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February 2023

Hello dear friends, I hope you are doing well! Things have been quiet in January with people just trying to stay warm in Ukraine. After a long year, our partners took a small amount of time to rest and recover too.

Things may be ramping up in Ukraine again, if you believe the news reports. It is being reported that Russia will engage in another massive offensive on the anniversary date of the war or a little before or after that date – time will tell. The latest news reports indicate that Russia may send 500,000 men across the Ukrainian border. Our friends and partners are just trying to keep people alive, so please keep them in your prayers!

As you know, this war didn’t “officially” begin last year, but in 2014, when Russia took over Crimea, Donetsk, and Lugansk. From 2014 to 2019 we had a refugee ministry too, but most of you don’t know about it, since many of you are new to our ministry. My first year in Ukraine, I lived in Donetsk and taught at Donetsk Christian University. I also traveled to Sevastopol Ukraine (where the Russian naval fleet is located in Crimea), and of course, I have lived and worked in Kharkiv for over 20 additional years. I am very familiar with everything going on in each location. Back in 2001, I was honored to meet and make friendships with many students, faculty and staff from Donetsk Christian University and one of those wonderful individuals is Victor Malasuk. Below is his testimony.


“Dear friends of Slavic Christian Ministries, my name is Victor Malasuk. I have known Ron for many years, but today, I want to tell you about the events in my life when the war with Russia began in 2014. I was a student at Donetsk Christian University and completed my bachelor’s degree in theology. After I graduated, I was offered to begin a new church in the Donetsk region. For years, I loved pastoring, enjoyed seeing my children grow up, and serving God. I loved serving children and their families; it was one of the greatest memories I have had in ministry!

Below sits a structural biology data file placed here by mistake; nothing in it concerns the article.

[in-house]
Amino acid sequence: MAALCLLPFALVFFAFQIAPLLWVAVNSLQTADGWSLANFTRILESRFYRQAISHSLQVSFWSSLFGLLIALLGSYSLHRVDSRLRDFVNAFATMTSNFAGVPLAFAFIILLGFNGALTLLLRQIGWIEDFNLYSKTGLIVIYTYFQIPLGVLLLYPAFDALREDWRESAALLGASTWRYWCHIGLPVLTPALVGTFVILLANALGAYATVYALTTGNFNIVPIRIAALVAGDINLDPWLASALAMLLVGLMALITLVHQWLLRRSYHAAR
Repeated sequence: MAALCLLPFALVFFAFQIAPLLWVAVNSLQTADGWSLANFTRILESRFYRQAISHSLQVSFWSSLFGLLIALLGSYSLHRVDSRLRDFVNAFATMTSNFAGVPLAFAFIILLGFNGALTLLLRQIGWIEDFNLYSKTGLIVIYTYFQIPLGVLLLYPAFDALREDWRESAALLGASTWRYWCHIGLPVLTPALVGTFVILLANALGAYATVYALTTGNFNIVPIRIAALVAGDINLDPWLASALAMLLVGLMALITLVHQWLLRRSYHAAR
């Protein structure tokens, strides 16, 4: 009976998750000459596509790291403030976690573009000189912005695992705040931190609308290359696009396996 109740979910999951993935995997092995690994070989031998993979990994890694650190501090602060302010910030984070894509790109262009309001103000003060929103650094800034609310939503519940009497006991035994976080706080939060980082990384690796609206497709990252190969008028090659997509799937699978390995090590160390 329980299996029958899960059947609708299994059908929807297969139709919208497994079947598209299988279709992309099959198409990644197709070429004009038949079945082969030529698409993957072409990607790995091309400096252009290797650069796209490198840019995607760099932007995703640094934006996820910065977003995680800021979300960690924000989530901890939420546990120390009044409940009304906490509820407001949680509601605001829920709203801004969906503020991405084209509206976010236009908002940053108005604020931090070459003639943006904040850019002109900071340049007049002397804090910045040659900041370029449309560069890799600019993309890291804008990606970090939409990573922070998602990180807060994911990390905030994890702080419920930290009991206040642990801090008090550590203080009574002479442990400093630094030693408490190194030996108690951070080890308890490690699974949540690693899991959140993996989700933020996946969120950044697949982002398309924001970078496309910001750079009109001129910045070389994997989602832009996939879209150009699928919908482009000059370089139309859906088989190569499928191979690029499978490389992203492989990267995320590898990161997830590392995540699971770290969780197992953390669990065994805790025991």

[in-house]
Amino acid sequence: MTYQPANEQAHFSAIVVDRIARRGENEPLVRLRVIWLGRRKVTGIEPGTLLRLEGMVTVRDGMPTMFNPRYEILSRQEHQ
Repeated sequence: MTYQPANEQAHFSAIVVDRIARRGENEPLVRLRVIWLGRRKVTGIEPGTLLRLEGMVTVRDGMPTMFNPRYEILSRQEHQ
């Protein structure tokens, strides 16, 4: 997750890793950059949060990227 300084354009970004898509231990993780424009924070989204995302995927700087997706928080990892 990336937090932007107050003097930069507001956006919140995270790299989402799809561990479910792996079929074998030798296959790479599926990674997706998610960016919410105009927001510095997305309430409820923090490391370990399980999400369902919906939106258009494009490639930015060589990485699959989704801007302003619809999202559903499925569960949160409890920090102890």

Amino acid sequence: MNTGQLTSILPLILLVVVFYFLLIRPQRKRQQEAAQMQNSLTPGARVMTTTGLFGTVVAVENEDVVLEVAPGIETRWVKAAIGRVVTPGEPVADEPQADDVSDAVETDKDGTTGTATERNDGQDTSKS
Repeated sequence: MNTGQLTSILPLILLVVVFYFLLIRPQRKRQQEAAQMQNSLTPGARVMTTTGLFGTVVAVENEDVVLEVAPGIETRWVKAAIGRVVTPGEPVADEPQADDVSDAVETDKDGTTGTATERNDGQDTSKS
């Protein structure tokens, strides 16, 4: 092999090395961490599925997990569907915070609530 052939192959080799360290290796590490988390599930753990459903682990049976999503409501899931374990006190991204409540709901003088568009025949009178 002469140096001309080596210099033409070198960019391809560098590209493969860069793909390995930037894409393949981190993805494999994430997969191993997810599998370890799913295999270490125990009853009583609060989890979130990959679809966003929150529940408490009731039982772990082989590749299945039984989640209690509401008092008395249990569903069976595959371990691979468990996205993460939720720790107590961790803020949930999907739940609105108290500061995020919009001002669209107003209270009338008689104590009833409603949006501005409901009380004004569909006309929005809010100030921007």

However, in 2014, everything changed when the war began. My children and I went to rallies to support Ukraine, and after a while, protestors were attacked and beaten by pro-Russian people. Eventually, I was asked to leave the region, but I was hoping that my prayers would be answered, the war would end, and I could stay and pastor my flock – but I was wrong.

One day, I was stopped at a military checkpoint and when they looked at my documents and realized that I was originally from western Ukraine, they beat me up, hit my chest with a machine gun, and I was taken away and incarcerated with 15 other people. We were forbidden to speak to each other and the Russian mercenaries began torturing us, if we broke this rule.

Several times per day, I was interrogated, tortured and demanded to sign a false document, stating that I was helping the Ukrainian military, which wasn’t true, so I didn’t sign the document. The consequence was heavier beatings. One day I was taken out into the yard, the Russians put me against the wall, and they shot bullets that were very near to my head. All I could do was pray to Jesus and I asked him to safely take my family outside of Donetsk and back home to western Ukraine; I believed I was going to die at that moment. This happened to me three times, but the beatings were intense and regular. But one day a miracle happened – my wife, Tamara, was in the office and I was told that I was “not guilty,” and I was free to leave. What I discovered was that my wife was offered to “buy me back,” for a large sum of money, so she borrowed from anyone and everywhere, so I could be released. Upon my release, we fled Donetsk and never looked back.